Lawrence is an Army leader, mentor, and role model who broke multiple gender barriers throughout her over 39-year career as both an enlisted soldier and officer. She is one of the longest-serving members of the Women’s Army Corps. The first female soldier to serve as the service’s top and highest-ranking Signal Officer, Chief Information Officer/G6. Before that, Lawrence served as the first female Commanding General, 5th Signal Command, and the U.S. Army Europe and Seventh Army Chief Information Officer/ Assistant Chief of Staff, G-6. She continues to serve the military and veteran community as the first female president and CEO of Armed Forces Communications & Electronics Association International in the association’s 75-year history.
Retired Army Brig. Gen. Rebecca “Becky” S. Halstead
Halstead achieved many firsts during her 27-year career in the Army. The first female soldier to graduate from any of the service academies to then earn a promotion to flag rank; the first woman to command in combat at the strategic level; and the first woman Chief of Ordnance and Commandant of the U.S. Army Ordnance School. Then there are the ways in which she led and continues to lead. Halstead made extraordinary contributions to the Army and to soldiers and Army civilians. The retired general now serves as an inspirational speaker, caring leader and author of 24/7: The First Person You Must Lead Is YOU.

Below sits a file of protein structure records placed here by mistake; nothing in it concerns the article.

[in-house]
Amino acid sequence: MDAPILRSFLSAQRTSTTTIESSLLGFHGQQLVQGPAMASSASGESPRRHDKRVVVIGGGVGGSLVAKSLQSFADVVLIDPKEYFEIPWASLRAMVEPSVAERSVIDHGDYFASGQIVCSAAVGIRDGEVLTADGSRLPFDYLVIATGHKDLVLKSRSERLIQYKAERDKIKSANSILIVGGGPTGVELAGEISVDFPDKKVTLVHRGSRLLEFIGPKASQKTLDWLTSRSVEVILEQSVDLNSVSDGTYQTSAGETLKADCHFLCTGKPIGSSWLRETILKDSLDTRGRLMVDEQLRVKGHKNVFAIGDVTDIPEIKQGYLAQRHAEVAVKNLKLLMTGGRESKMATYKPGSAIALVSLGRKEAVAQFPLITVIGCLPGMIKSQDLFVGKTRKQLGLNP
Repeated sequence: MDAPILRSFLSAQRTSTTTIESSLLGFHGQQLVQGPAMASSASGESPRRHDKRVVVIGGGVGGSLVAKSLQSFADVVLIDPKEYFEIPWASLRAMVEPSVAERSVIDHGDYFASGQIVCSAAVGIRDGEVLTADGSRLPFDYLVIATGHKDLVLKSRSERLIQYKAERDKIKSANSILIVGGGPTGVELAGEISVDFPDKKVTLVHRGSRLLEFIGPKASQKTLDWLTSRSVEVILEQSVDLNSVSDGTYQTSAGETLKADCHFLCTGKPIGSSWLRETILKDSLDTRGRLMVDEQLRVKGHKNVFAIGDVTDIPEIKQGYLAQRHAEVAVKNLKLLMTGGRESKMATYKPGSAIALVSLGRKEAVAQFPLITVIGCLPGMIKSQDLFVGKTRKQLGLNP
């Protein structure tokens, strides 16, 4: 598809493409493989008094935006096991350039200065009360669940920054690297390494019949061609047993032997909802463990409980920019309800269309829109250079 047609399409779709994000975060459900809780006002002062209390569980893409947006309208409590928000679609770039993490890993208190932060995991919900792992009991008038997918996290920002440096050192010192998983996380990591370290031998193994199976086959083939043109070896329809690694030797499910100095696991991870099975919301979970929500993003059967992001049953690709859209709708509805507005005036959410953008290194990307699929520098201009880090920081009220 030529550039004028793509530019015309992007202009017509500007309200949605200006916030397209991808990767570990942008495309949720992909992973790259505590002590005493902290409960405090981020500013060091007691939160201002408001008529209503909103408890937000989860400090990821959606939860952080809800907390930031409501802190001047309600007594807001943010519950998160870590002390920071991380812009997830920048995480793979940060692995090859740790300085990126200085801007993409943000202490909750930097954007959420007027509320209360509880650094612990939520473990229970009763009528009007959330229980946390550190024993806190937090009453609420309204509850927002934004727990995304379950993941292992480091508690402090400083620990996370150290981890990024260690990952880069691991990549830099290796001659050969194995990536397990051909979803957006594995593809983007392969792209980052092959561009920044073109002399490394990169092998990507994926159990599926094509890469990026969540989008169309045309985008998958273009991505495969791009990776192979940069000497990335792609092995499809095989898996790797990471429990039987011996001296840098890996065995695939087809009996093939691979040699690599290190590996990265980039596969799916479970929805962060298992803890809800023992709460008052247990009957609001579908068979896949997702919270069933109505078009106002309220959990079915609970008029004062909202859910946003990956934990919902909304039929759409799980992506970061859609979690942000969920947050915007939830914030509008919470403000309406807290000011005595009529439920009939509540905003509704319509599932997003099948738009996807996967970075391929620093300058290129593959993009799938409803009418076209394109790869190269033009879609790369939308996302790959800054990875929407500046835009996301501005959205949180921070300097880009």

Retired Army Brig. Gen. Velma “Von” L. Richardson
Richardson is the second Black female general officer in the history of the Army and the first Black female officer to obtain the rank of brigadier general in the signal corps. At the time of her 2003 retirement, she served as the senior Black woman in the active-duty Army. Over her 31-year Army career, Richardson voiced strong advocacy for all soldiers, regardless of gender. Richardson has interests in mentorship, education, youth, and national security, and she belongs to organizations and serves on boards that feed those interests.
Retired Army Command Sgt. Maj. Debra L. Strickland